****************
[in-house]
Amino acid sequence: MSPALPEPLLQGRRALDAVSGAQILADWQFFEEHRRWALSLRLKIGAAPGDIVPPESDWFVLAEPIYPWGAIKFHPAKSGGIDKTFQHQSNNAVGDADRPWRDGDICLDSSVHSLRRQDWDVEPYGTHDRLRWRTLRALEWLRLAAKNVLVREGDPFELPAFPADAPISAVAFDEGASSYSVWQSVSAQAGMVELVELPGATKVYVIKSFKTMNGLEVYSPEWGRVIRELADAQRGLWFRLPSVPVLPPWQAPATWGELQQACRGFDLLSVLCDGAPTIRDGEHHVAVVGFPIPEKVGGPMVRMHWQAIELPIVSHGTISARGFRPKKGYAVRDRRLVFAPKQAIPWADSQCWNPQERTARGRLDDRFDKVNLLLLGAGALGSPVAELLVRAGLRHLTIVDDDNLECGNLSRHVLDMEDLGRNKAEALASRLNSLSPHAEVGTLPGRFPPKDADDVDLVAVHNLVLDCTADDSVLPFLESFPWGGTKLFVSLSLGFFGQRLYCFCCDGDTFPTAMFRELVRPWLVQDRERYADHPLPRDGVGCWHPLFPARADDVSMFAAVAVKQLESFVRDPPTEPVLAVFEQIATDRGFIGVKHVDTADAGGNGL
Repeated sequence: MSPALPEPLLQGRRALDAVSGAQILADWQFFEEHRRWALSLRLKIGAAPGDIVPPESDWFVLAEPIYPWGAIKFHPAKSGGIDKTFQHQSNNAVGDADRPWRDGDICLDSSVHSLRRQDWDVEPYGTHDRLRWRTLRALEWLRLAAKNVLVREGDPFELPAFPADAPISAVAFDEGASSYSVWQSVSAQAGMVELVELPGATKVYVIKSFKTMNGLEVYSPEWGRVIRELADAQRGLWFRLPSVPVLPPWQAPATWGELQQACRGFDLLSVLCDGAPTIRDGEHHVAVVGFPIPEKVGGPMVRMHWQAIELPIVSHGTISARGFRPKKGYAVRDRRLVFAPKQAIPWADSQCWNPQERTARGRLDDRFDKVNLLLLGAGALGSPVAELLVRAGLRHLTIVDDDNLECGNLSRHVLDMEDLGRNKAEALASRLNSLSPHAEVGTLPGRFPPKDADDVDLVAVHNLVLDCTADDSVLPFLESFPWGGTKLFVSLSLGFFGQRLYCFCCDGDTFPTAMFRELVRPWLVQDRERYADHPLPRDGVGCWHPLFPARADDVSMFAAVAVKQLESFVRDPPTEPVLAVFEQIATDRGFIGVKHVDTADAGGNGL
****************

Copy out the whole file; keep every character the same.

[in-house]
Amino acid sequence: MSPALPEPLLQGRRALDAVSGAQILADWQFFEEHRRWALSLRLKIGAAPGDIVPPESDWFVLAEPIYPWGAIKFHPAKSGGIDKTFQHQSNNAVGDADRPWRDGDICLDSSVHSLRRQDWDVEPYGTHDRLRWRTLRALEWLRLAAKNVLVREGDPFELPAFPADAPISAVAFDEGASSYSVWQSVSAQAGMVELVELPGATKVYVIKSFKTMNGLEVYSPEWGRVIRELADAQRGLWFRLPSVPVLPPWQAPATWGELQQACRGFDLLSVLCDGAPTIRDGEHHVAVVGFPIPEKVGGPMVRMHWQAIELPIVSHGTISARGFRPKKGYAVRDRRLVFAPKQAIPWADSQCWNPQERTARGRLDDRFDKVNLLLLGAGALGSPVAELLVRAGLRHLTIVDDDNLECGNLSRHVLDMEDLGRNKAEALASRLNSLSPHAEVGTLPGRFPPKDADDVDLVAVHNLVLDCTADDSVLPFLESFPWGGTKLFVSLSLGFFGQRLYCFCCDGDTFPTAMFRELVRPWLVQDRERYADHPLPRDGVGCWHPLFPARADDVSMFAAVAVKQLESFVRDPPTEPVLAVFEQIATDRGFIGVKHVDTADAGGNGL
Repeated sequence: MSPALPEPLLQGRRALDAVSGAQILADWQFFEEHRRWALSLRLKIGAAPGDIVPPESDWFVLAEPIYPWGAIKFHPAKSGGIDKTFQHQSNNAVGDADRPWRDGDICLDSSVHSLRRQDWDVEPYGTHDRLRWRTLRALEWLRLAAKNVLVREGDPFELPAFPADAPISAVAFDEGASSYSVWQSVSAQAGMVELVELPGATKVYVIKSFKTMNGLEVYSPEWGRVIRELADAQRGLWFRLPSVPVLPPWQAPATWGELQQACRGFDLLSVLCDGAPTIRDGEHHVAVVGFPIPEKVGGPMVRMHWQAIELPIVSHGTISARGFRPKKGYAVRDRRLVFAPKQAIPWADSQCWNPQERTARGRLDDRFDKVNLLLLGAGALGSPVAELLVRAGLRHLTIVDDDNLECGNLSRHVLDMEDLGRNKAEALASRLNSLSPHAEVGTLPGRFPPKDADDVDLVAVHNLVLDCTADDSVLPFLESFPWGGTKLFVSLSLGFFGQRLYCFCCDGDTFPTAMFRELVRPWLVQDRERYADHPLPRDGVGCWHPLFPARADDVSMFAAVAVKQLESFVRDPPTEPVLAVFEQIATDRGFIGVKHVDTADAGGNGL